Morning Musing: Mark 5:18-20

“As he was getting into the boat, the man who had been demon-possessed begged him earnestly that he might remain with him. Jesus did not let him but told him, ‘Go home to your own people, and report to them how much the Lord has done for you and how he has had mercy on you.’ So he went out and began to proclaim in the Decapolis how much Jesus had done for him, and they were all amazed.” (CSB – Read the chapter)

I was a band nerd in high school. A proud one at that. And this was a good thing too. The community in the band was remarkable. This was mostly thanks to our absolutely outstanding director. Every year there were some excellent senior leaders whose departure left all the underclassmen weepy for weeks. This was especially true my sophomore year. That particular class of seniors that year was just special. We all wanted nothing so much as to see them stay for another year. But they couldn’t. When Jesus was preparing to leave the place where He had healed the demon-possessed man, he begged Him to stay, but He couldn’t. What He left him to do instead is a reminder for us of what we’re supposed to be doing as well.

When word began to spread around the region of the Gerasenes about what had happened with this demon-possessed man and the pigs, folks came to see for themselves. We imagine them coming in anger about the loss of the pigs, but as we talked about yesterday, that wasn’t really a concern of theirs. Instead, their first concern was that this Jesus had power over evil spirits. In their minds, this meant He was a divine figure with the attendant powers. This terrified them. And think about why. They were afraid of the powers that had been possessing this man and Jesus had demonstrated His own powers were even greater. You don’t fear first the powers that intimidate you; you fear the powers that intimidate them. Jesus had those powers. And He terrified them.

That’s why they begged Him to leave. They were afraid that if He had that amount of power, while it may have been used to their benefit this time, next time it might be directed against them. We tend to fear things we don’t understand, especially when it is a powerful thing we don’t understand. Jesus checked this particular box with a thick, bold, black marker. So they begged Him to go.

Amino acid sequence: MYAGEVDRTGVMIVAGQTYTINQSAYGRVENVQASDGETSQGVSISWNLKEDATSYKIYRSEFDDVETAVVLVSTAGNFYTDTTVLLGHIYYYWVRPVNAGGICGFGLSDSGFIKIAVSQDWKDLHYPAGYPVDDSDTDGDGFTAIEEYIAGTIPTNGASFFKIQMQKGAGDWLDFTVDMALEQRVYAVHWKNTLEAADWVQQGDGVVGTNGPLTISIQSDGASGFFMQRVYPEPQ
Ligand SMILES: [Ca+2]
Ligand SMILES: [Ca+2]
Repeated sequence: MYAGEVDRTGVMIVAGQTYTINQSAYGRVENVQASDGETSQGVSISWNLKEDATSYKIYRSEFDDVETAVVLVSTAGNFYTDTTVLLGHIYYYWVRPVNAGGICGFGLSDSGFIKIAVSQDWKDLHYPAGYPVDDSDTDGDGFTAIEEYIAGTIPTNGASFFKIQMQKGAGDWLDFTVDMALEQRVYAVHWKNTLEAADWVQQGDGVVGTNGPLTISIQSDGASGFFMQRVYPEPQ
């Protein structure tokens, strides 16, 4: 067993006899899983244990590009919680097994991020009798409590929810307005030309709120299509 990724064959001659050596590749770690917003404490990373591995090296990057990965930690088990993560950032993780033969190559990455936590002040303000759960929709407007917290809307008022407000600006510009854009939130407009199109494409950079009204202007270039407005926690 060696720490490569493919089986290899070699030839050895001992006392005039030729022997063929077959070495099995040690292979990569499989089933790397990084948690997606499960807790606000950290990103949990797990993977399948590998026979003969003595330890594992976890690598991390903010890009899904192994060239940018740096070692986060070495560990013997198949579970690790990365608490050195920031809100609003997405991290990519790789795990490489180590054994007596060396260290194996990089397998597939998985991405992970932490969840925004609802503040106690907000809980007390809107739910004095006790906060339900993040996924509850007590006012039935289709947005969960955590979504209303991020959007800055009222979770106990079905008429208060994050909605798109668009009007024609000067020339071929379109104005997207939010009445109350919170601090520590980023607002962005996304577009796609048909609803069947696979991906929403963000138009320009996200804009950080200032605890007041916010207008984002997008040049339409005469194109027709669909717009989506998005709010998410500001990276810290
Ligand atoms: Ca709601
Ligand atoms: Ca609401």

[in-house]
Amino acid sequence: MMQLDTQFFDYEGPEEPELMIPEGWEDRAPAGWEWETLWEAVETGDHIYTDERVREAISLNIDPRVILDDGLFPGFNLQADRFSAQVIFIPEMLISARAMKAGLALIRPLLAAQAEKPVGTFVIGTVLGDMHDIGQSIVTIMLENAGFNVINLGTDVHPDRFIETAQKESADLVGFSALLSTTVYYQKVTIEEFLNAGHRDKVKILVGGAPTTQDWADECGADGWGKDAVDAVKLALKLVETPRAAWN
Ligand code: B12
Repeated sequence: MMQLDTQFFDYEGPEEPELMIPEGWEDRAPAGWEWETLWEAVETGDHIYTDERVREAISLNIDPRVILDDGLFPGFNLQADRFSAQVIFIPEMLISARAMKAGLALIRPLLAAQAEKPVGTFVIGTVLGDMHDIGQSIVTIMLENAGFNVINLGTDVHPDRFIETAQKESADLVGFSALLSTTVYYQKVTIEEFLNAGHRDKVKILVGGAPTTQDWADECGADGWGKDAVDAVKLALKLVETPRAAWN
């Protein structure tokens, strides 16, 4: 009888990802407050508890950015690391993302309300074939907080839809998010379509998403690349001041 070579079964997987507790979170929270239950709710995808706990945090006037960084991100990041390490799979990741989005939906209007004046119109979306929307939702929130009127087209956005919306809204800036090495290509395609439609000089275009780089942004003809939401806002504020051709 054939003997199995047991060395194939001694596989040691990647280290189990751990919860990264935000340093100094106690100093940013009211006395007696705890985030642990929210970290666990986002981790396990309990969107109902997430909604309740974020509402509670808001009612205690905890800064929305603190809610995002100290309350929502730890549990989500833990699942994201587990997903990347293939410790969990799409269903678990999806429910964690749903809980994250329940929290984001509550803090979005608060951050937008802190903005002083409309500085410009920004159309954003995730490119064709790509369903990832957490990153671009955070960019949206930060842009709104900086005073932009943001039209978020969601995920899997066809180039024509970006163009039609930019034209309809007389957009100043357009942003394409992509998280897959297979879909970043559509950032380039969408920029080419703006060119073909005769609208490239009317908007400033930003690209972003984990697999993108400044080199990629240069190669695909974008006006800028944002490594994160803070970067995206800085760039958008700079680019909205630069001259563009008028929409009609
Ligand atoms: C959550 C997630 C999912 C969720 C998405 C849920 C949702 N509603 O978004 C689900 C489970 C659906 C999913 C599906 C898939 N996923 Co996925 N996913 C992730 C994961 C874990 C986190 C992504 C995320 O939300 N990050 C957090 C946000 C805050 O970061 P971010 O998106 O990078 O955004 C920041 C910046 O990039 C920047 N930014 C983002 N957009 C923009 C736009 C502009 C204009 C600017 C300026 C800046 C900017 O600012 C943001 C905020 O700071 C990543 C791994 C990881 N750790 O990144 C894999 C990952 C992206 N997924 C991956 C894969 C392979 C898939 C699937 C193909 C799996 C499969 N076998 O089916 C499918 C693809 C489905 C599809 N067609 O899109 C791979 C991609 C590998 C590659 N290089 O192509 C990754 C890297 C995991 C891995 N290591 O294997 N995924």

And, true to His character, Jesus acquiesced. He wasn’t in the business of forcing Himself on anyone. If they were this frightened of Him, they weren’t really going to listen to what He had to say anyway. Jesus wanted to love people into His kingdom, not scare them in. So He left.

Yet while nearly everyone was relieved at Jesus’ departure, one man was not: the man who was healed. He knew there was nothing for him in this community. His structures of support had been destroyed by his possession. No one trusted him. They definitely weren’t going to let him into their homes. He had no one and nothing there any longer. He wanted to go with Jesus. Jesus had saved his life and cultural expectation then would have had the man remain with Jesus until he could repay this incredible debt of honor. So he begged Jesus to take him with the group as they were leaving. But Jesus refused.

Instead, Jesus left the man there with instructions: Go and tell everybody what you have experienced; go and tell them what the Lord has done for you. Now, we hear that with a context. This man really didn’t have that. All he knew was that this man named Jesus had saved him. He had restored his soul. He had revived his honor. He had made him well again. All he had was his story. There weren’t Scriptures. There weren’t apologetic methods. There weren’t tracts laying out the Gospel in clear terms. Just his story. That’s all he needed. Jesus was sending him to tell his story.

Let’s be clear: This was no small task. All the reasons the man wanted to go with Jesus and not stay there were still in force. Jesus was not leaving him in an easy situation. There were going to be innumerable hardships and challenges he was going to have to struggle through. It was going to take a lot of time and effort to get people to trust him again. Seeing his basic needs met was going to be a challenge. But his work was vital. He was going to be able to share the good news of what Jesus had done for him in a way Jesus could not have done. Remember: they were terrified of Jesus. They were probably scared of this man too, but he was one of them in a way Jesus was not and so they would be willing to at least hear what he had to say.

This man’s experience should resonate with us. Why? Well, probably not because we’ve had multiple demons exorcised from our bodies. But, if you’ve had a transformational experience with Jesus and you’re still around today, that means you didn’t get to be with Him right away. He’s still there and you’re still here. He’s with you in the person of the Holy Spirit, but you can’t see Him. You don’t have Him standing there to give you the confidence of His physical presence. He’s left you transformed and where you were before He saved you. But He hasn’t just left you there; He’s left you there with a task to do: share your story.

That’s the call Jesus has on your life. If you’ve been saved, you’ve been called and sent to share your story. That’s your first and best apologetic. That’s the one you know better than any other. No one can question it either. It is your story. Your story to share. Your story that you must share. If Jesus has changed your life, your task is to tell someone else about it. As for why and what that will accomplish…the answer to that question will come soon. Stay tuned. For now, share your story. Somebody’s life depends on it.

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